Significant Theorists of Mass Movement
In Hamburg (1922–1927) and then in Halle (1927–1933), Jenny Gertz (?–1966), a Laban student, achieved unrivaled distinction for her movement choir work with children and teenagers, male and female together. Most of her students came from the proletariat, and for several years she maintained close connections with both the Social Democratic Party and the Communist Party, but in the early 1930s she drifted more decisively toward communism. Nudity was central to her pedagogic method, and photographs of her nude students performing outdoor movement choir improvisations are among the most beautiful images of group action produced during the Weimar Republic. Equally unique was her dramatic use of speech to develop bodily expressivity. She would require her students to respond in an imaginative, sometimes complex, but seldom uniform fashion to almost surrealistic commands: "run loudly," "become big very quickly, then slowly become very small again," "be a very small package on the floor, tightly bound," "be noisy people when two cars have collided," and so forth.
The children often inserted their own voices to make the "sound" of a movement. Gertz could combine these tiny body dramas into larger structures, and children themselves might lead the group (Losch 81–87). In collaboration with her friend Rose Mirelmann, Gertz did produce such "choric dramas" for young people as Schwarz-Rot (1930) and Revolutionspiel (1932), propagandistic celebrations of communist idealism. But the Gestapo shut down her school and compelled her to seek exile in Prague, where Mira Holzbachova, another student of Laban, was a prominent communist dancer. Just before the Germans invaded Czechoslovakia, Gertz migrated to England, where she continued to teach children's dance until 1947, when she returned to Halle.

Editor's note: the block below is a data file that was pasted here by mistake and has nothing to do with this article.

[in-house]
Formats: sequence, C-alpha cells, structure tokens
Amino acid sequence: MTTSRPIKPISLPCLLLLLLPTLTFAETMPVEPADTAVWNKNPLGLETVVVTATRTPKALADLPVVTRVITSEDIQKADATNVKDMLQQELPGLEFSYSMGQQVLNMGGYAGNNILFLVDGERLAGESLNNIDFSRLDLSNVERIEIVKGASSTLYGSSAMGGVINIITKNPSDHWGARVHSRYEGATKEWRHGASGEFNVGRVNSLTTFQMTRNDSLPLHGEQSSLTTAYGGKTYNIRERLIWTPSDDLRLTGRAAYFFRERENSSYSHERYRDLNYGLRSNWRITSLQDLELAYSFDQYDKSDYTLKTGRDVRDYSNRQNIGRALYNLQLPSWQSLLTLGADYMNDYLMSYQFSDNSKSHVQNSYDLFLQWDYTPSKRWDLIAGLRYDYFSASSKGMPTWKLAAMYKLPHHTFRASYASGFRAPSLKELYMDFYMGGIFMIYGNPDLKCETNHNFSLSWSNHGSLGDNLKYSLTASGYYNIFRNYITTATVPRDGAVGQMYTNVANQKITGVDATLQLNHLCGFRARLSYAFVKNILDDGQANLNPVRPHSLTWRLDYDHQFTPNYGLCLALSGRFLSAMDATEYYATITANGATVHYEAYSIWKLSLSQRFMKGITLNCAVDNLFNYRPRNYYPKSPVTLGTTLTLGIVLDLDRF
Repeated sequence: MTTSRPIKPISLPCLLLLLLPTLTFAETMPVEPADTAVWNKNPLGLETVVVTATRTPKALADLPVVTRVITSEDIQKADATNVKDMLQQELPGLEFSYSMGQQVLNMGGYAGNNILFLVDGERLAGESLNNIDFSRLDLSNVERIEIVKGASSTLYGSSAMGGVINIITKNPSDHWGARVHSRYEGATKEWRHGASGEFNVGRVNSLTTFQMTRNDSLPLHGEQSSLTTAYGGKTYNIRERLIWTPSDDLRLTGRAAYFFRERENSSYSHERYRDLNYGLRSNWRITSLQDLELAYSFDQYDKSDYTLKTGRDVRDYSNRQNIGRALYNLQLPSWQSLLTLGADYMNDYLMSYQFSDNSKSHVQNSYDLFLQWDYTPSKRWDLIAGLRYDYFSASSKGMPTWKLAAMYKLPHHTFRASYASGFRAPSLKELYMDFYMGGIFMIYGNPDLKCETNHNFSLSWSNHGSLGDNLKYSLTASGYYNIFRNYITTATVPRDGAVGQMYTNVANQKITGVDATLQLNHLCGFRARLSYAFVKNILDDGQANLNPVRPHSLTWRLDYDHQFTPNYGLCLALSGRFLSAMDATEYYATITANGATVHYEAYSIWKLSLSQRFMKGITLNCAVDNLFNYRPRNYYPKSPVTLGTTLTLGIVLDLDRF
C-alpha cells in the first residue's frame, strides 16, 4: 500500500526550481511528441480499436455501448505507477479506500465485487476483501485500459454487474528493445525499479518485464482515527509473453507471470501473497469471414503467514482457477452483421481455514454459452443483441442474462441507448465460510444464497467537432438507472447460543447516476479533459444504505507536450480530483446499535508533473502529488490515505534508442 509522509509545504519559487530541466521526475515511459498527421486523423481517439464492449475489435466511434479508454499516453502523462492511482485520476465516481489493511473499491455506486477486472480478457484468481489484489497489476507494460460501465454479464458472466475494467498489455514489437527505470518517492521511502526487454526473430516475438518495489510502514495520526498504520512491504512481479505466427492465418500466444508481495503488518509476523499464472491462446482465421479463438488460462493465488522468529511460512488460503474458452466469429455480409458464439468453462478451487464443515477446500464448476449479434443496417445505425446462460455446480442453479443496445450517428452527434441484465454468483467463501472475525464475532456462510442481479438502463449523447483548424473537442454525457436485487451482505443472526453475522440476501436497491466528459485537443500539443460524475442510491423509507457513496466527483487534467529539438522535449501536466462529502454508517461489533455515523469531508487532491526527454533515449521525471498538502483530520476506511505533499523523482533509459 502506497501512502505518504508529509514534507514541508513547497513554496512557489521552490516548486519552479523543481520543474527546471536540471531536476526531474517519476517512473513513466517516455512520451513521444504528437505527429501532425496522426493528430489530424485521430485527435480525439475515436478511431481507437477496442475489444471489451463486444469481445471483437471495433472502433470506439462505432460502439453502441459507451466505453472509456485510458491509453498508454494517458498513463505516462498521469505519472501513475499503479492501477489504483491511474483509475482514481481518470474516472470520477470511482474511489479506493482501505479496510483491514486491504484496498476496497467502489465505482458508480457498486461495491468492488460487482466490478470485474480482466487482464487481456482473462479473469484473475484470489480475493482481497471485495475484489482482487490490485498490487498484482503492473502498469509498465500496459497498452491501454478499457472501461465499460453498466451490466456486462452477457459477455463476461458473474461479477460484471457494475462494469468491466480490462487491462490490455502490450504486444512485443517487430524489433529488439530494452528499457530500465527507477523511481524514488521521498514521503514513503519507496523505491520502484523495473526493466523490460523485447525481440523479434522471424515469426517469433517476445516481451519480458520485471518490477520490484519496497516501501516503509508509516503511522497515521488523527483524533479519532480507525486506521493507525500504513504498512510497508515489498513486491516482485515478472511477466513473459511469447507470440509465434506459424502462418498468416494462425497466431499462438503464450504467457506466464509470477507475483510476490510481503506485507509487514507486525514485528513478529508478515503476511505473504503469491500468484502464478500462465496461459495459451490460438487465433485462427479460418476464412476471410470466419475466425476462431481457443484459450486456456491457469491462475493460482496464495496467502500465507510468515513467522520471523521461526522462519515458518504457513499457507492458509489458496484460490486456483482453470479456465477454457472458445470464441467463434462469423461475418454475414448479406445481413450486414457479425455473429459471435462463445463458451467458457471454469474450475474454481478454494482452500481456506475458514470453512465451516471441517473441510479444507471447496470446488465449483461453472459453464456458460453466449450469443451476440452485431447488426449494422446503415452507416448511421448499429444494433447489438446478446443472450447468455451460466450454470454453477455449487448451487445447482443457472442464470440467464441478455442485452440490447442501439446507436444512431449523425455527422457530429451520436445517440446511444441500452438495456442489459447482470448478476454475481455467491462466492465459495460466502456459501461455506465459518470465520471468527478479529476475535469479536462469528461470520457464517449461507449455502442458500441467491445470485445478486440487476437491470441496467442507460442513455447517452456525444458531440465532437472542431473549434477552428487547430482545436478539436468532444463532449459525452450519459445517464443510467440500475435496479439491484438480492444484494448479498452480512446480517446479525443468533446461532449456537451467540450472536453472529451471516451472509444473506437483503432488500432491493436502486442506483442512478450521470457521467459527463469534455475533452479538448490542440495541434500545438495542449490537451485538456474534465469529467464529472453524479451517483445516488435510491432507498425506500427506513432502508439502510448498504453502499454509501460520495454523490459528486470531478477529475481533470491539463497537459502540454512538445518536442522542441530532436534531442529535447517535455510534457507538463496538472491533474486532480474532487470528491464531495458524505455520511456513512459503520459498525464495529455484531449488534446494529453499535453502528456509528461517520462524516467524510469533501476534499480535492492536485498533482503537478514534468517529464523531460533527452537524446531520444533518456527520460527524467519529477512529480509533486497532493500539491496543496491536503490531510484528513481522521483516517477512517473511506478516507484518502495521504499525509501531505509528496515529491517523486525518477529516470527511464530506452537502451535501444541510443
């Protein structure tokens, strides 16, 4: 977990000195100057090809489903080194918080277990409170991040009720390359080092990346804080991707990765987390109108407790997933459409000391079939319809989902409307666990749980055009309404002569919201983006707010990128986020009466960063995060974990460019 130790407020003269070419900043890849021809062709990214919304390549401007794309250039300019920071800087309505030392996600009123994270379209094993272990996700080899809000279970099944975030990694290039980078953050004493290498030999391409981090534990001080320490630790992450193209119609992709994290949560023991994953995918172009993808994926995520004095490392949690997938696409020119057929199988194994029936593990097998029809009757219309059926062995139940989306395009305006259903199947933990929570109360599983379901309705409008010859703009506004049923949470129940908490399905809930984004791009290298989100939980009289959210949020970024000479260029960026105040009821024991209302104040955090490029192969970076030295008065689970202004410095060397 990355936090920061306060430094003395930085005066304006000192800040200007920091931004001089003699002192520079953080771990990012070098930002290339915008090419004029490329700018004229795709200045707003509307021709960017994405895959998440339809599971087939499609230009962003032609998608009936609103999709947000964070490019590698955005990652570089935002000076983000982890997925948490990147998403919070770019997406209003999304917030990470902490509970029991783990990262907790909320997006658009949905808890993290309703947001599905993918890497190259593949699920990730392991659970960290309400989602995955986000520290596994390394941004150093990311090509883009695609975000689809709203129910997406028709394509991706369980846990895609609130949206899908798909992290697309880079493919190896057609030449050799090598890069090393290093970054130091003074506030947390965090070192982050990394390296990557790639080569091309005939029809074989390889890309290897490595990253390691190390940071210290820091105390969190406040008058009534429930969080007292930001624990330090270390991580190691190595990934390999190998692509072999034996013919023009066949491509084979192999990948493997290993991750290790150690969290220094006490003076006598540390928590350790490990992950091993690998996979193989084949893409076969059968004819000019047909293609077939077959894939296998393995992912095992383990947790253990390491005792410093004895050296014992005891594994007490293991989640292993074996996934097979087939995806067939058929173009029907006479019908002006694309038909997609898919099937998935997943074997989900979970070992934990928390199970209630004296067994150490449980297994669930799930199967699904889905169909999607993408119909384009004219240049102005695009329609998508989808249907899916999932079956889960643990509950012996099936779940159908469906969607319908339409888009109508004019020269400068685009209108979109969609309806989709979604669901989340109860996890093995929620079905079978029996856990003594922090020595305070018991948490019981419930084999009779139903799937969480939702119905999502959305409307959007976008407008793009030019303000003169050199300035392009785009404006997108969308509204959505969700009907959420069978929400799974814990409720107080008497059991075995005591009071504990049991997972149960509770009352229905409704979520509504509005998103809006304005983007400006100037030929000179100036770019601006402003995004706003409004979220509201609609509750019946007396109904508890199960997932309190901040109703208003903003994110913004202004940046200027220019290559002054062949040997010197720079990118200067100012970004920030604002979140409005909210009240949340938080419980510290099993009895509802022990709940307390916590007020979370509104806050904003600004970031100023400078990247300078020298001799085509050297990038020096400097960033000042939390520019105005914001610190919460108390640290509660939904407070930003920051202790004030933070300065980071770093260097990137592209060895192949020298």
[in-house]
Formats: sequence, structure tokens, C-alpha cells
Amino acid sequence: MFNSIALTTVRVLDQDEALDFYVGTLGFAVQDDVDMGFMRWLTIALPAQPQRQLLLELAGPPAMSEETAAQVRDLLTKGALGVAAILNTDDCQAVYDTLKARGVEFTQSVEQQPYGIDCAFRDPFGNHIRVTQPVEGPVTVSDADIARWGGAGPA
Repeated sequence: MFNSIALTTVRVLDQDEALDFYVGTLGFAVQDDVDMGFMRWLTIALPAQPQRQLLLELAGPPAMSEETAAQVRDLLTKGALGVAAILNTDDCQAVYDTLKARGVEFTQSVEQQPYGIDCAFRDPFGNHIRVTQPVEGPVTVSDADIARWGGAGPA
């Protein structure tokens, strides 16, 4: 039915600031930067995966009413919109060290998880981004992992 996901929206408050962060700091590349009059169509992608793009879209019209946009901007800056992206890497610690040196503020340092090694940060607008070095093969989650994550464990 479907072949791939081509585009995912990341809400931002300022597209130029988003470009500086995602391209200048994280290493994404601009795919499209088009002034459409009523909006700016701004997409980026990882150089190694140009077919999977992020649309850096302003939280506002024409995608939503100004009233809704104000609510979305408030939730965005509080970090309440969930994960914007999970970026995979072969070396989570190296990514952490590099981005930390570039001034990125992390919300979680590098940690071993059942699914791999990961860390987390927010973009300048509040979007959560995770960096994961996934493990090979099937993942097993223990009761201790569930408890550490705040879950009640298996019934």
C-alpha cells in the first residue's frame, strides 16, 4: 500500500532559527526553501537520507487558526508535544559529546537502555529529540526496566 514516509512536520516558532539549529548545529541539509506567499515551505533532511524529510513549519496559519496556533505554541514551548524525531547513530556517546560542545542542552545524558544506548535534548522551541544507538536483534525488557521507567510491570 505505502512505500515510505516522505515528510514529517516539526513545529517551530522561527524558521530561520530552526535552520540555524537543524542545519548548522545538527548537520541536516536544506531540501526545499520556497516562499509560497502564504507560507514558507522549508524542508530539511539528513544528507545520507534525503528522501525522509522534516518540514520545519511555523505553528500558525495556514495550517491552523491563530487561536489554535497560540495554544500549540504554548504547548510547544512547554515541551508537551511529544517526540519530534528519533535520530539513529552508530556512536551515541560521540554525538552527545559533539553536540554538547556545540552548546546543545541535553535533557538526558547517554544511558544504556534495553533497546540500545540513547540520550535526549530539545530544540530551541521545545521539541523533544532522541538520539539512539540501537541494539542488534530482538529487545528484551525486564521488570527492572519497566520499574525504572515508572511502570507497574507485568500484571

Otto Zimmermann forged a much more "determined" relation between speech and movement than prevailed in Gertz's free-spirited pedagogy. He directed Der Tanzring, a communist movement group in Leipzig, which had witnessed a very turbulent period of red mass spectacles in the early 1920s (Pfützner). For the 1929 Festival of Speech and Movement Choirs in Leipzig, Zimmermann took spoken words from the Internationale and assigned to them specific physical, unison movements. For example, the words "clean table" produced "from sideways position left, right arm swinging wide to the left side in pumping motion"; "power to the oppressed" provoked "right arm stretches spaciously right and sidewards through the space, making a right-pathed circle"; "armies of slaves, awake!" meant "stride forward toward the spectating masses, great lifting movement of both hands deep and high" (Losch 338). But this sort of synchronicity of word and movement appealed to people for whom group solidarity was incompatible with internal variation and, indeed, improvisation. Yet this strategy tended to prevail in the production of large-scale dramatic works written for movement choirs, such as Bruno Schönlank's, staged by Vera Skoronel and Berthe Trümpy at the Berlin Volksbühne (1927–1928), whose movement choir contained seventy persons.
By contrast, Martin Gleisner (1897–1983), an actor under Max Reinhardt and from 1922 on a close associate of Laban, acknowledged that the power of group identity depended on "structured work" and advocated a position between text-driven performance and full improvisation (VP 43–46). From 1925 he directed a Laban-school in Jena with a social democratic–communist orientation: "[T]he movement choir, through the creation of group artworks, is in the strongest sense social " but must not exclude "the bizarre, the dark, the grotesque," for the path to freedom allows the layman "to express everything that is within him" (Gymnastik, October 1926, 150–151). Gleisner's book, Tanz für alle (1928), explained (not very systematically) his pedagogic-aesthetic approach. He sought to create an inherently socialistic form of group dance unique to the movement choir, which entailed deemphasizing gymnastic devices. He wanted a
dance form designed explicitly for performance at festivals of a political character. To achieve this aim, he followed a twofold strategy. First, to establish the social identity of group movement he drew upon old folk dances, especially round dances, and repudiated contemporary social dances, for "the ballroom of our days is a symbol of the anarchistic, bourgeois society of our time" (Gleisner 73). Second, he sought to transform labor-related motions such as sweeping or digging into dance elements and thus to collapse the difference between labor and dance. He also liked to have as many as five discrete groups interacting with each other in a wide-open space, in different modes of movement, until they became one group.